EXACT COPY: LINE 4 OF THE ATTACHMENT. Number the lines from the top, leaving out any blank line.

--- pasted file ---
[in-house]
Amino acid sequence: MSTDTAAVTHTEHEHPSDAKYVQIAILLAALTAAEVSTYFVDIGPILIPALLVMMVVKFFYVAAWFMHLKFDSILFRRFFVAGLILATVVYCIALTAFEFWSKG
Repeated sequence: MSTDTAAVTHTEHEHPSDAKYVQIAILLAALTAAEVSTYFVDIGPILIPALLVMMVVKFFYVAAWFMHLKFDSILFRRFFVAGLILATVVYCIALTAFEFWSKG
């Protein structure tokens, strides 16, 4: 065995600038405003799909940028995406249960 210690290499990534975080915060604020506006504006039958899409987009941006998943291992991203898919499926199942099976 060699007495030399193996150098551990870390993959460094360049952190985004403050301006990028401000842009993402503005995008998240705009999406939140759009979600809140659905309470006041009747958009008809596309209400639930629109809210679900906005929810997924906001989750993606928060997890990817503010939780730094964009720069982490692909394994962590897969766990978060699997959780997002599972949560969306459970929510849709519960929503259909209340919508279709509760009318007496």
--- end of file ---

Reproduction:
């Protein structure tokens, strides 16, 4: 065995600038405003799909940028995406249960 210690290499990534975080915060604020506006504006039958899409987009941006998943291992991203898919499926199942099976 060699007495030399193996150098551990870390993959460094360049952190985004403050301006990028401000842009993402503005995008998240705009999406939140759009979600809140659905309470006041009747958009008809596309209400639930629109809210679900906005929810997924906001989750993606928060997890990817503010939780730094964009720069982490692909394994962590897969766990978060699997959780997002599972949560969306459970929510849709519960929503259909209340919508279709509760009318007496």